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Mordy Golding demonstrates how to be more productive, efficient, and creative by taking advantage of Adobe Illustrator to create pixel-perfect web graphics and interactive Flash content. Illustrator CS4 for the Web investigates the pros and cons of pixel- and vector-based web graphics, demonstrates efficient workflows, and explores the creative options available in Illustrator. Mordy also covers design techniques, such as creating typography that works well on screen, adding reflections, and making Flash animations. He discusses new Illustrator CS4 features, including using multiple artboards, bringing art into Dreamweaver, and utilizing Flash Catalyst. Exercise files accompany the course.
For the most part, we have been talking about slices as it applies to an overall webpage, meaning you design an entire webpage layout and now you want to split that up into chunks or pieces, which in reality, when you think about traditional web design or where most designers come from, for example, using products like Photoshop or Fireworks, they actually create entire webpage layouts and then slice them up in that way. However, one of the real benefits of using Illustrator is that it's very easy to create web graphics that are individual objects, maybe they are offered as parts of a page or maybe it is creating either banners or little elements that belong within an overall page. The challenge in that case is how do you export those easily. Now one of the things that we have explored to this particular point is something called multiple artboards.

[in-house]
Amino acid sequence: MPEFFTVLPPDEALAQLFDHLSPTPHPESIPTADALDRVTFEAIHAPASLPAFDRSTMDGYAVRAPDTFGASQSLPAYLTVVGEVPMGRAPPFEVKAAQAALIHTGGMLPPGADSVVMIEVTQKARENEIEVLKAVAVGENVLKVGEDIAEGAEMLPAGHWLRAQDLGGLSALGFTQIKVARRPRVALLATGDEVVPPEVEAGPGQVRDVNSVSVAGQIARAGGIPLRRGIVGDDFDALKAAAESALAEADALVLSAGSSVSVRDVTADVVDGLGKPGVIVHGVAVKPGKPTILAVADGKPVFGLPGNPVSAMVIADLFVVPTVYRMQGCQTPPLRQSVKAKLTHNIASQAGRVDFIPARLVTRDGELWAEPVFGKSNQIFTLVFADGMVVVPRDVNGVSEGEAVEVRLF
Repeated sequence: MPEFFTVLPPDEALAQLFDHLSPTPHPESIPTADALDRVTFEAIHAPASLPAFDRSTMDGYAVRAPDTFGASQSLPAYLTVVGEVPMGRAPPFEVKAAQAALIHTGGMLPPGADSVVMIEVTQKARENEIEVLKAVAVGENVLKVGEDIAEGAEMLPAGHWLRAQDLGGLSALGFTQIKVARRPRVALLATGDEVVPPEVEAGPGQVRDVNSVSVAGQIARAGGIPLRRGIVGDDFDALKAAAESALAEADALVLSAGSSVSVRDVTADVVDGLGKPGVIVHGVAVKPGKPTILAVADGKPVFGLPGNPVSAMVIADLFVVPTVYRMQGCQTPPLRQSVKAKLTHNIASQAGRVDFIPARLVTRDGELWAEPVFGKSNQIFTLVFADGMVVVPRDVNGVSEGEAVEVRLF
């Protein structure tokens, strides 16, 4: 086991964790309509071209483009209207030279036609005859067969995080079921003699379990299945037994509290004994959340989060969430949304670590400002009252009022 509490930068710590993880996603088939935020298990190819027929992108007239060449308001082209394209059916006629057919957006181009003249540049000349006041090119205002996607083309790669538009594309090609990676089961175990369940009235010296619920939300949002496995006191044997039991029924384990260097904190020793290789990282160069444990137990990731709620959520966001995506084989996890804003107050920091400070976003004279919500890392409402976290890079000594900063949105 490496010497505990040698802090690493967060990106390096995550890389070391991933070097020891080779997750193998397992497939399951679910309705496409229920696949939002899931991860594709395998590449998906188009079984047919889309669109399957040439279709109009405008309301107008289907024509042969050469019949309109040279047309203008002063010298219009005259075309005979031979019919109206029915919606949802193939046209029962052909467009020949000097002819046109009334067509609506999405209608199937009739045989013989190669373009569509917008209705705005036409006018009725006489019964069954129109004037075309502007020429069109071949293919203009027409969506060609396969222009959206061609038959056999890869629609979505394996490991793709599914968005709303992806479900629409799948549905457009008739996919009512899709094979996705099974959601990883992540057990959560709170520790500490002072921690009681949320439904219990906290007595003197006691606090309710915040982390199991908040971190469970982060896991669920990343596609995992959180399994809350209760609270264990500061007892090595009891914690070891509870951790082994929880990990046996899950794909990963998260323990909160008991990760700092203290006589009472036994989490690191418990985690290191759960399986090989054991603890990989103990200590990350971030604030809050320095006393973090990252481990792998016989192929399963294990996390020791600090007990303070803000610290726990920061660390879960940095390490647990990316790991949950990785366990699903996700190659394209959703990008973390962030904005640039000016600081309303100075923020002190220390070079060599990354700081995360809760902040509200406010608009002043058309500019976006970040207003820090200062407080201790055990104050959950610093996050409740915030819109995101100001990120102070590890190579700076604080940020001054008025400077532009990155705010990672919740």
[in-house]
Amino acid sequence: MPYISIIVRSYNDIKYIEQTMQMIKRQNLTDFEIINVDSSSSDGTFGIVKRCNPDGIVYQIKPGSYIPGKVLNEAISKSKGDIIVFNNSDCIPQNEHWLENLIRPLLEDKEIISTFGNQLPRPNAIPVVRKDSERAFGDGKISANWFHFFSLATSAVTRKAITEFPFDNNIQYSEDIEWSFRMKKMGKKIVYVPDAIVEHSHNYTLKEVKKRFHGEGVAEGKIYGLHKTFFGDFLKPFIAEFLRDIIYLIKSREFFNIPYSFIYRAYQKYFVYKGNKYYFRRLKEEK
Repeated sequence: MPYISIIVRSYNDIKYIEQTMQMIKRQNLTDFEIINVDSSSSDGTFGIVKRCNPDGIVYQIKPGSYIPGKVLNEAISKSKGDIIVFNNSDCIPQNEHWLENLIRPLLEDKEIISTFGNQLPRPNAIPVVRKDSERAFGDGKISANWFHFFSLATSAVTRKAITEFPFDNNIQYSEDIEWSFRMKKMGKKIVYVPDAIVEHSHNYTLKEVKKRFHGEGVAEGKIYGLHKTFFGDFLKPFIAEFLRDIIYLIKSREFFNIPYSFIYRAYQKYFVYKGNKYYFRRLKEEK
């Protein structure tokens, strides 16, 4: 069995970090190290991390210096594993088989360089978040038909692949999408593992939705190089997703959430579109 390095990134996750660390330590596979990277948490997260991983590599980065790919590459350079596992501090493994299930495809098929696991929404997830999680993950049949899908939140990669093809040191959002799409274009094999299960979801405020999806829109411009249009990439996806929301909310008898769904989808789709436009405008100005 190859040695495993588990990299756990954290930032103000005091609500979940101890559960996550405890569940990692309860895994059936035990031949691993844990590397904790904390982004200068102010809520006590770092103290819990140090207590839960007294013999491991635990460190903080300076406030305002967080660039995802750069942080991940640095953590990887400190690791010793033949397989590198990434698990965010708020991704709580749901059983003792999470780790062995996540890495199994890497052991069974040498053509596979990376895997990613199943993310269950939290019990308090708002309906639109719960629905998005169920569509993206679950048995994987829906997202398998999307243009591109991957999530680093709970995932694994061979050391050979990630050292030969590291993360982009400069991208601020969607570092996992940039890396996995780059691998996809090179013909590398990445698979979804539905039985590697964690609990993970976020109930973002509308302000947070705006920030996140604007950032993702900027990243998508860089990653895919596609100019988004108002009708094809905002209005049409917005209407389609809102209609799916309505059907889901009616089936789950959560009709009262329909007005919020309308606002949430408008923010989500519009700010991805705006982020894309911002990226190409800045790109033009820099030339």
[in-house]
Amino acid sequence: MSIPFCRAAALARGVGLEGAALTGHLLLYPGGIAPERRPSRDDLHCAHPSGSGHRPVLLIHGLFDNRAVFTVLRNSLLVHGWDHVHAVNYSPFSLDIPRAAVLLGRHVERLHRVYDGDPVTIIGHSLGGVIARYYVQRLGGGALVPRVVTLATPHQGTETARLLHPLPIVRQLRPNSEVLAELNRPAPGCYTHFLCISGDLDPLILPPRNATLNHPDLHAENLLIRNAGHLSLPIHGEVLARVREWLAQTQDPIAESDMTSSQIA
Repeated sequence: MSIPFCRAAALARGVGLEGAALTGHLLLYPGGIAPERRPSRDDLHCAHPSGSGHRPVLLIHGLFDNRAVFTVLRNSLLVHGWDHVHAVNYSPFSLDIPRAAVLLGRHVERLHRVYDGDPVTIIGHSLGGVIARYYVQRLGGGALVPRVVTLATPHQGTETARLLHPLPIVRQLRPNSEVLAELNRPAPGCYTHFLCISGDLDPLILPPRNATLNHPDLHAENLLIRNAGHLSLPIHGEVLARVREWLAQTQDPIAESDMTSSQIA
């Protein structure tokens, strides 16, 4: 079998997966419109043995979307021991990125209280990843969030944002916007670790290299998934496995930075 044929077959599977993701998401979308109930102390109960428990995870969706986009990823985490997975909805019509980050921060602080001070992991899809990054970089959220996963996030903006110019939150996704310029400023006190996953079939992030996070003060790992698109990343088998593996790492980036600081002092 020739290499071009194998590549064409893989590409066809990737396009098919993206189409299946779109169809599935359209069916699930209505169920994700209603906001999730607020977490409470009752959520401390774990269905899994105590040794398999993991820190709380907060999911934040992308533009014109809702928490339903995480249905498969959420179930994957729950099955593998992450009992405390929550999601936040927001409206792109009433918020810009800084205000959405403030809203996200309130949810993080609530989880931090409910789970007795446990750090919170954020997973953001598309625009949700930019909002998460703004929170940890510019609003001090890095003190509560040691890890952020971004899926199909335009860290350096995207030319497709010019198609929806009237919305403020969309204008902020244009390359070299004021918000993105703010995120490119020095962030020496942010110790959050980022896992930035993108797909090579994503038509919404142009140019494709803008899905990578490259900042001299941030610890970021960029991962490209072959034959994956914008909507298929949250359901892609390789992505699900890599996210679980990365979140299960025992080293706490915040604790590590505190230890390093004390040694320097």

Yes, Illustrator does have the ability to contain multiple artboards and each of those artboards can also be of different sizes. So in theory, I could go ahead and set up a document. Let's say I need a three of these size web banners and three of these size web banners, I could, in theory, create a document that has six artboards, three of this size and three of this size. However, because of the nature of the way that artboards work inside of Illustrator, I can only have one artboard that is the active artboard at any one time. That means if I want to now export each of the banners that we need to click on one of them, go to the Export method, then go ahead and click on another one, export that one, so on and so forth, one after the other.
Now maybe an example here where I only have six banners in total that may not seem like such a large task. However, there might be times where you need to generate maybe tens or hundreds of different types of web graphics and I think it's where these types of examples where you will derive the most benefit from working with slices inside of Illustrator. So let's take a look at what I have done here. I am going to go with my Layers panel and just hide Layer 1. What I have created here is simply six different objects and I used the same method that I did before when I created my grid. I just created rectangles. Remember the rectangles had no strokes on them so that in short the anti-aliasing would always be perfect and snap to a grid. I then took those objects and turned them into object-based slices.